Open Journal of Medical Microbiology
Vol.4 No.2(2014), Article ID:47344,6 pages DOI:10.4236/ojmm.2014.42016

Analysis of the Tropism and Anti-Bacterial Potential of a Type of Clay

Cássio Ilan Soares Medeiros1*, Erica Renata Nogueira Sá1, Juliana Raquel de Morais Santos Oliveira2, Lis Magalhães3, Geraldo Gonçalves de Almeida Filho4, Hilzeth de Luna Freire Pessôa4

1Graduate Student in Biomedicine, Integrated College of Patos, Paraíba, Brazil

2ICU Specialist Physiotherapist, Integrated College of Patos, Paraíba, Brazil

3Medical Student, College of Santa Maria, Cajazeiras Paraíba, Brazil

4MSc. in Natural and Synthetic Bioactive Products, Federal University of Paraíba, UFPB, João Pessoa, Brazil

Email: *

Copyright © 2014 by authors and Scientific Research Publishing Inc.

This work is licensed under the Creative Commons Attribution International License (CC BY).

Received 20 April 2014; revised 20 May 2014; accepted 20 June 2014


Natural clays have been used by man in infections of bacterial etiology, since the first historical registers. Our attention turned to a red-colored clay, known in the northeast of Brazil as “barro de louça” (dish clay). These clays and other natural earth materials seem interesting to us, as the blockage of the liberation of toxins or inactivation, may be related to the interruption of infection cycles in the skin and mucous membranes. The adsorptive and absorptive properties of the mineral clays are well documented in the cure process of skin and gastrointestinal diseases. Susceptibility and bacterial tropism tests were carried out. The results were analyzed and interpreted according to the conventional microbiological protocol. The bacterial strains, Staphylococcus aureus, Escherichia coli e Pseudomonas aeruginosa, did not present a susceptibility profile to an isotonic solution of clay, but there was an increase of the bacterial tropism as the concentration of the isotonic solution was increased, being the minimal observed concentration of 100 mg/mL. Our aim is to document a type of red clay from the northeast of Brazil with possible attraction properties (Tropism) to bacteria and their toxins.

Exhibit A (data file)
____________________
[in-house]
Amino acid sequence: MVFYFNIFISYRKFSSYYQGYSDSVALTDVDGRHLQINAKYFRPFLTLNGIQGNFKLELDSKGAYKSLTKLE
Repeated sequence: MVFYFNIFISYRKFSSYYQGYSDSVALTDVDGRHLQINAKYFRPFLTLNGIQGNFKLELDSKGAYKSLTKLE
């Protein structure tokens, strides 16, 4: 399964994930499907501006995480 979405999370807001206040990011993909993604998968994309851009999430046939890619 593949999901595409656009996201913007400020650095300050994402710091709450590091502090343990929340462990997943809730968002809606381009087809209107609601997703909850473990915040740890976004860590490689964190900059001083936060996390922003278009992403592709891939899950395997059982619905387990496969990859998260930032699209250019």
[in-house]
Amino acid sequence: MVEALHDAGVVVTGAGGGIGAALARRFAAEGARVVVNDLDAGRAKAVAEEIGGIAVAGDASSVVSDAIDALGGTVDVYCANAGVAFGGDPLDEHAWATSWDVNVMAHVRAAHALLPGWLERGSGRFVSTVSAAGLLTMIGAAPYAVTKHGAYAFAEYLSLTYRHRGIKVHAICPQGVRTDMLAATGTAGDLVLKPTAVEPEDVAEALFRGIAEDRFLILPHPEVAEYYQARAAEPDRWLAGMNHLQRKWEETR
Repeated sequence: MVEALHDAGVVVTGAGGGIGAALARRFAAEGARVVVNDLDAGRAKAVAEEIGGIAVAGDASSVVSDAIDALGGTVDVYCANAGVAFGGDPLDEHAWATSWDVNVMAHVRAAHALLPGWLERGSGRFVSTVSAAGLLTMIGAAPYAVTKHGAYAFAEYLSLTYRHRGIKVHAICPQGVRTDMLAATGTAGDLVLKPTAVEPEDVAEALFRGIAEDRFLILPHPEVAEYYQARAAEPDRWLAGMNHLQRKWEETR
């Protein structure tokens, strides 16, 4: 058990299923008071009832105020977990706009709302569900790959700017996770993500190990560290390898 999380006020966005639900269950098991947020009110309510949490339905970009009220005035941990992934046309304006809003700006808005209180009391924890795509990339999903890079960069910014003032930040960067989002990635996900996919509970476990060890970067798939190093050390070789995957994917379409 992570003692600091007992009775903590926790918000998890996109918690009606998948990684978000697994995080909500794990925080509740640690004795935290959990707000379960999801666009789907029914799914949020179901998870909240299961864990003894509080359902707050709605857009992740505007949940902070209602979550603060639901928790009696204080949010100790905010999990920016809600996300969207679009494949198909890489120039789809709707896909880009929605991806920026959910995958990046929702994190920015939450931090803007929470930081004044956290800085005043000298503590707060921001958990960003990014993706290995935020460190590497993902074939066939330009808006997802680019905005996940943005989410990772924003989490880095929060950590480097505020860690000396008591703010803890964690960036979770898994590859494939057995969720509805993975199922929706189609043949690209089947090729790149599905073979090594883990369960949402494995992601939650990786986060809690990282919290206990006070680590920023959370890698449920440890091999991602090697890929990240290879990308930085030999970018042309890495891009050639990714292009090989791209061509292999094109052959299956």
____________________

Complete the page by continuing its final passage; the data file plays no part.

Keywords:Red Clay, Bacterial Tropism, Bacterial Resistance

1. Introduction

The practices of ancient cultures such as the indigenous people, as well as the modern society have depended on the mineral present in the clays, as these are powerful adsorber. The absorption properties for the treatment of a variety of topic diseases are also important. The adsorption is the process of attraction, bonding and building-up of particles or molecules to a solid surface. The absorption occurs when a substance permeates or penetrates a liquid or solid forming a transition zone [1] -[3] .

The clay minerals are ubiquitous in nature and their absorption and adsorption capacity has been explored in a variety of cosmetic and pharmaceutical formulations. Traditionally, the clay minerals are mixed with water to form clay pastes that may be applied externally for cosmetic purposes or for the skin’s protection [4] .

The high capacity for adsorption and absorption, cations exchange, as well as the granulometry of extremely thin particles of some clays, containing, for instance, the smectite clay (expandable clay minerals) and minerals of the kaolin group are important reasons why these minerals are used to remove skin oils, secretions, toxins and contaminants. By the adsorption and absorption of the humidity and impurities, the clays can also be used to cleanse and refresh the skin’s surface and help in the healing processes [5] -[7] .